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Imaging Properties of Additive Manufactured (3D Printed) Materials for Potential Use for Phantom Models

  • Elizabeth SilvestroEmail author
  • Khalil N. Betts
  • Michael L. Francavilla
  • Savvas Andronikou
  • Raymond W. Sze
Original Paper
  • 1 Downloads

Abstract

Over the last few decades, there has been growing interest in the application of additive manufacturing (AM) or 3D printing for medical research and clinical application. Imaging phantoms offer clear benefits in the way of training, planning, and quality assurance, but the model’s availability per catalog tend to be suited for general testing purposes only. AM, on the contrary, offers flexibility to clinicians by enabling custom-built phantoms based on specific interests or even individual patient needs. This study aims to quantify the radiographic properties (ultrasound, magnetic resonance imaging, and computed tomography) of common additive manufacturing technologies and to discuss potential opportunities to fabricate imaging phantoms. Test phantoms were composed of samples from the three most common AM styles, namely PolyJet, fused deposition modeling (FDM), and stereolithography (SLA). Test imaging of the phantoms was performed on ultrasound, MRI, and CT and reviewed and evaluated with radiology software. The ultrasound images showed clearly defined upper and lower edges of the material but did not demonstrate distinct differences in internal echogenicity between materials. The MR scans revealed a distinct signal intensity difference between the model (17 grayscale value) and the printer support (778 grayscale value). Finally, the CT images showed a slight variation between the plastic (82 HU) and rubber (145 HU) materials. The radiographic properties of AM offer a clear opportunity to create basic two- or three-material phantoms. These would be high-accuracy and cost-effective models. Although the materials currently available are not suitable for complex multi-material applications as realistic as true human anatomy, one can easily foresee the development of new materials with broader density in the near future.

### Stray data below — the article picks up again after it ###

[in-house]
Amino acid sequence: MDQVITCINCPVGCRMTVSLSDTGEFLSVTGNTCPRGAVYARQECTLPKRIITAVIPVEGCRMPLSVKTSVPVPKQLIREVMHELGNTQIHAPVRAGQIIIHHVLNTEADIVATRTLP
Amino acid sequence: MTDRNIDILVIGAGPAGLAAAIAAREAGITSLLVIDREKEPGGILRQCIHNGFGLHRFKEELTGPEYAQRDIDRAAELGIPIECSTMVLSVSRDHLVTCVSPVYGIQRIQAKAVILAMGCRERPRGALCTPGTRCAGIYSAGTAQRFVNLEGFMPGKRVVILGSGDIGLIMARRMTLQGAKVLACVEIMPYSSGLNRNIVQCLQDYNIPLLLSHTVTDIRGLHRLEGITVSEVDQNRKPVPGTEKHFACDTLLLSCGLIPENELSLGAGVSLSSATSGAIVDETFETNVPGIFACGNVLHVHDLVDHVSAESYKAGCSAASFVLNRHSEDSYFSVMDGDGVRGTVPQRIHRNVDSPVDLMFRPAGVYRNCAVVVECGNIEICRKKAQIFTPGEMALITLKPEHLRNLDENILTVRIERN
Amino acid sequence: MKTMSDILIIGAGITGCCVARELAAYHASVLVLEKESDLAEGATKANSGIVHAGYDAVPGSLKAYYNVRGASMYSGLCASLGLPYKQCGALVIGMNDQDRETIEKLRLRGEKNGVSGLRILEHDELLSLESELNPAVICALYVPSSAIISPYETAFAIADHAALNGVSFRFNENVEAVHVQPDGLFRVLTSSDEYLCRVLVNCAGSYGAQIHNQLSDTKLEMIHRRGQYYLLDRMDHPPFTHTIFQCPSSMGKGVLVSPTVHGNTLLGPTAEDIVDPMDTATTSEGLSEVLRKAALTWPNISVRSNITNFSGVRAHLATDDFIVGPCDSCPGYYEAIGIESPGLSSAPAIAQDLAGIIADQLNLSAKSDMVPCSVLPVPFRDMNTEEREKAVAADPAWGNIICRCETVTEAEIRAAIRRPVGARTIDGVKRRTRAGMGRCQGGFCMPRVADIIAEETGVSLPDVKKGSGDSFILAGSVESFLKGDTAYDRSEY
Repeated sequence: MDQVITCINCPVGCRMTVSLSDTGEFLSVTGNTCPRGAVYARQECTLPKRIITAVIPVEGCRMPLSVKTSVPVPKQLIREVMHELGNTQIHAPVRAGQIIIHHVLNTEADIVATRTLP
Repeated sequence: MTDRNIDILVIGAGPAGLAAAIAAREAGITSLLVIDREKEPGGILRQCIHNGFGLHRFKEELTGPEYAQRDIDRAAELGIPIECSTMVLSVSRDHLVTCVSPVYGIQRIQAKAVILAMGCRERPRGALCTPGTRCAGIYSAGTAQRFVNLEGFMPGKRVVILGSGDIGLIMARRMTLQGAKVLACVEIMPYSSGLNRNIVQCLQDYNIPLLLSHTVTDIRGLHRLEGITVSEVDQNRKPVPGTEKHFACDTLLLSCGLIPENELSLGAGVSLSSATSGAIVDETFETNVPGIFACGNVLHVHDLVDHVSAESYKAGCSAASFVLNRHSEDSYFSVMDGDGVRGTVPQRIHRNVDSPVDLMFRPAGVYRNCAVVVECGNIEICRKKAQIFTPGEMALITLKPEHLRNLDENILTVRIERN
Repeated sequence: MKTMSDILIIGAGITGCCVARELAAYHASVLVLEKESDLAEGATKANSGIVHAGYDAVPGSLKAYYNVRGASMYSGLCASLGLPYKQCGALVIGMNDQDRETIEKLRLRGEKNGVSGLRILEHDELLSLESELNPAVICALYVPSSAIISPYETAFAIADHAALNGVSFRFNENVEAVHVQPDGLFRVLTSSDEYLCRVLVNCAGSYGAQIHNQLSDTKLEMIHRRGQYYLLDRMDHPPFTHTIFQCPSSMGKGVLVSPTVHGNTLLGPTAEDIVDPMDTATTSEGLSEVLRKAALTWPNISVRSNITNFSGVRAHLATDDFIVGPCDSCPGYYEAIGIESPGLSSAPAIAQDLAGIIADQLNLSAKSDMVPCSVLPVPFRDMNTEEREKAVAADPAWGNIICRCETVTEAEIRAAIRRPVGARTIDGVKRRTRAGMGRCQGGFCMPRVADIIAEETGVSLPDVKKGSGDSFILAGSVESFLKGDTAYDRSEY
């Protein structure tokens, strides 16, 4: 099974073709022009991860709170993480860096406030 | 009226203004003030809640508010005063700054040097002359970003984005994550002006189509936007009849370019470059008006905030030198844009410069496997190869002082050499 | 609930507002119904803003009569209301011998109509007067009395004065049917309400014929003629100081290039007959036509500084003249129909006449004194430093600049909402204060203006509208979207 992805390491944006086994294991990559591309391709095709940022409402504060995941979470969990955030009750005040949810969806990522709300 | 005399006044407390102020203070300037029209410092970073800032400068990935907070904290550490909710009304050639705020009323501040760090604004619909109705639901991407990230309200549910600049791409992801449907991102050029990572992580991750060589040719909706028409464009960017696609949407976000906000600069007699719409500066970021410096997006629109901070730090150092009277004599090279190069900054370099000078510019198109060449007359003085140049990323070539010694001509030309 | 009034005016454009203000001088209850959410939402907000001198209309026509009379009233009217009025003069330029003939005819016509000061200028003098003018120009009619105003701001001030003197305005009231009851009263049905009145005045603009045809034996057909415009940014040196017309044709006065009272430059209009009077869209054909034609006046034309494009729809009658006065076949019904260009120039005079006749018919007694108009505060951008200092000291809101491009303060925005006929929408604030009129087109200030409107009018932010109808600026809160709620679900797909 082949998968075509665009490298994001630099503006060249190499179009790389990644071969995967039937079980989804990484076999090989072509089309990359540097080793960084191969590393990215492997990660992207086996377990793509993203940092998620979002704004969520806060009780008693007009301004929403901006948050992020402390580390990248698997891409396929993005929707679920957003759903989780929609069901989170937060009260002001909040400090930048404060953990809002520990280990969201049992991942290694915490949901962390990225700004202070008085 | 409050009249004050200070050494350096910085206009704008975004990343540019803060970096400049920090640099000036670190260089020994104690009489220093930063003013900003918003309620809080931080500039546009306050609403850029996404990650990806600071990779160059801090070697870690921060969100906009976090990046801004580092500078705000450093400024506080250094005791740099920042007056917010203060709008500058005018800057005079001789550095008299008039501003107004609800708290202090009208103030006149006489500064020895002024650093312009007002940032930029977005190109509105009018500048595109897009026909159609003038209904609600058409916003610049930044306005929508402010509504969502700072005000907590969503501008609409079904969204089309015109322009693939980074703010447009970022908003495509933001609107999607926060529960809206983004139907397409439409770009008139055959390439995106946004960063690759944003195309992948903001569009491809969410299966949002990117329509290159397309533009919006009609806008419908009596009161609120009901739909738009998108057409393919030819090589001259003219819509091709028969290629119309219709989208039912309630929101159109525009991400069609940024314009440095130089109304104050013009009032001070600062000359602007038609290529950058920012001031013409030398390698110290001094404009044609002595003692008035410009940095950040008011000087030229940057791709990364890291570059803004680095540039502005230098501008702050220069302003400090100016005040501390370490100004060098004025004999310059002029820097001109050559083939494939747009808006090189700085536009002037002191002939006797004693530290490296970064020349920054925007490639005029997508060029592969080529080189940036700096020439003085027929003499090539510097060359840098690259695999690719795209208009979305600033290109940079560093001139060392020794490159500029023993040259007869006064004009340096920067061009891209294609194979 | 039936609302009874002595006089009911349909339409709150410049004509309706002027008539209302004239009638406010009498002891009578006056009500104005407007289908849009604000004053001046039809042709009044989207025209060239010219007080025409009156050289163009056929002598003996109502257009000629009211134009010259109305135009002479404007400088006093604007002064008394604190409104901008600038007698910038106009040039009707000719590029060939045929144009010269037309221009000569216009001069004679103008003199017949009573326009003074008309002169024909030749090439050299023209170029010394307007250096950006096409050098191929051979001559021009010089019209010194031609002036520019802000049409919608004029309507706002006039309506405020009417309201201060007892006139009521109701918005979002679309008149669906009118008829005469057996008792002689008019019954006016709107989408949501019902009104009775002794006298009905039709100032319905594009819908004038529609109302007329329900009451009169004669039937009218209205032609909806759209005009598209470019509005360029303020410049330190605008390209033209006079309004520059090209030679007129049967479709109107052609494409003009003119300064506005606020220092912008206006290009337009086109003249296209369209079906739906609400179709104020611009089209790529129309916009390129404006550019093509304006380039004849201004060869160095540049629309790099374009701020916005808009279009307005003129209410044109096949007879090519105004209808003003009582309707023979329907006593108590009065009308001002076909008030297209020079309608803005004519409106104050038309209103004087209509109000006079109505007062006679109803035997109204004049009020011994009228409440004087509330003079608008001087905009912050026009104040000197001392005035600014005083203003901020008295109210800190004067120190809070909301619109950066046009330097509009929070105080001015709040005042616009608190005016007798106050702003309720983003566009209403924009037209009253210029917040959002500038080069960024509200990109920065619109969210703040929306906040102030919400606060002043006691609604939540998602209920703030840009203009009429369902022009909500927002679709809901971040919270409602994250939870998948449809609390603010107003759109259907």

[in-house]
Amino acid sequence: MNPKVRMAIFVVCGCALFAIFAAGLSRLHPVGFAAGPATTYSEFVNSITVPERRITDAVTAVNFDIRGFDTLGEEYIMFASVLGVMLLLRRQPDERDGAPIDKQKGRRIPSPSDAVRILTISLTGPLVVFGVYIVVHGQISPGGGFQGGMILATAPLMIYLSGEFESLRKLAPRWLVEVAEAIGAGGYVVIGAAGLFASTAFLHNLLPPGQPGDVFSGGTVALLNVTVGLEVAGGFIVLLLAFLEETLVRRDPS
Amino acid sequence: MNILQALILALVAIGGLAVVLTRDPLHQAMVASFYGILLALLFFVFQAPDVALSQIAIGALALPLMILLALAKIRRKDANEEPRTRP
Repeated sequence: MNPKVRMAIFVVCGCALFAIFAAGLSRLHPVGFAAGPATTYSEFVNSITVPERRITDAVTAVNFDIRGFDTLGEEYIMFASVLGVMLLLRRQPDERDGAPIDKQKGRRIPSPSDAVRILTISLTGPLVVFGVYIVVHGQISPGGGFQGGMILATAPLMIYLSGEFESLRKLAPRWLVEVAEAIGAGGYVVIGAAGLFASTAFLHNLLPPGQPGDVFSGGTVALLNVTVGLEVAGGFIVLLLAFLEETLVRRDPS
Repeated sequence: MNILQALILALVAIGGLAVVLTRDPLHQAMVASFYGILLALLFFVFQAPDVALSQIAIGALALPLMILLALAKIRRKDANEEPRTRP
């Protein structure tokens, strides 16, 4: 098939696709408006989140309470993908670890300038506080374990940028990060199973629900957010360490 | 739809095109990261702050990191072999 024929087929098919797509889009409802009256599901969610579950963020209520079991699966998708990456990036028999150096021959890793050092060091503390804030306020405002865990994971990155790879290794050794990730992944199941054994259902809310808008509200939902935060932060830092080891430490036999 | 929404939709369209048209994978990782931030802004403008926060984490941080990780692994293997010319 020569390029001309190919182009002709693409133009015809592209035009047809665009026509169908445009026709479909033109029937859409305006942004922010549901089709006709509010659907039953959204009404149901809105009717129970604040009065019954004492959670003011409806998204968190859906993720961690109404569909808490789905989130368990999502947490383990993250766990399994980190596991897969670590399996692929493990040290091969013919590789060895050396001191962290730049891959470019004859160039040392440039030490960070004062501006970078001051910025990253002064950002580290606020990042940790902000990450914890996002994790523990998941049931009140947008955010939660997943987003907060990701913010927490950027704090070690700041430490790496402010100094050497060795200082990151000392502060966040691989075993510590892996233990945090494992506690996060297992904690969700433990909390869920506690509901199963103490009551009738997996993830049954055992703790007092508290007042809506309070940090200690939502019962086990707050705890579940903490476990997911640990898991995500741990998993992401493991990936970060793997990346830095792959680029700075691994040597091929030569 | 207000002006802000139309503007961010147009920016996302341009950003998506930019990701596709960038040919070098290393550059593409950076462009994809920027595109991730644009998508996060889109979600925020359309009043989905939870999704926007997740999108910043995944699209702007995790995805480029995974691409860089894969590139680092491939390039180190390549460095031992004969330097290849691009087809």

Keywords

3D printing Additive manufacturing Phantoms Simulation 

Abbreviations

AM

Additive manufacturing

FDM

Fused deposition modeling

SLA

Stereolithography

Notes

Acknowledgments

We would like to thank Glenn Ferrick (MR), Patricia Mecca (CT/MR), Colleen Flowers (CT), Lamont Hill (US), Marcy L. Hutchinson (US), and team for assisting in the scan of phantoms.

Availability of Data and Materials

Data will be made available on request. The authors have the right to share the data used in this research and will provide it upon request.

Authors’ Contributions

ES and RS participated in the conception and design of the study, data analysis, and interpretation. ES fabricated models and oversaw scanning. KB and ES completed scan interpretation and data collection. All authors drafted the manuscript and approved the final version.

Compliance with Ethical Standards

Competing Interest

The authors declare that they have no conflict of interest.

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Copyright information

© Society for Imaging Informatics in Medicine 2019

Authors and Affiliations

  1. 1.Children’s Hospital Additive Manufacturing for Pediatrics (CHAMP Lab)Children’s Hospital of PhiladelphiaPhiladelphiaUSA
  2. 2.Department of RadiologyChildren’s Hospital of PhiladelphiaPhiladelphiaUSA
  3. 3.Perelman School of Medicine at the University of PennsylvaniaPhiladelphiaUSA

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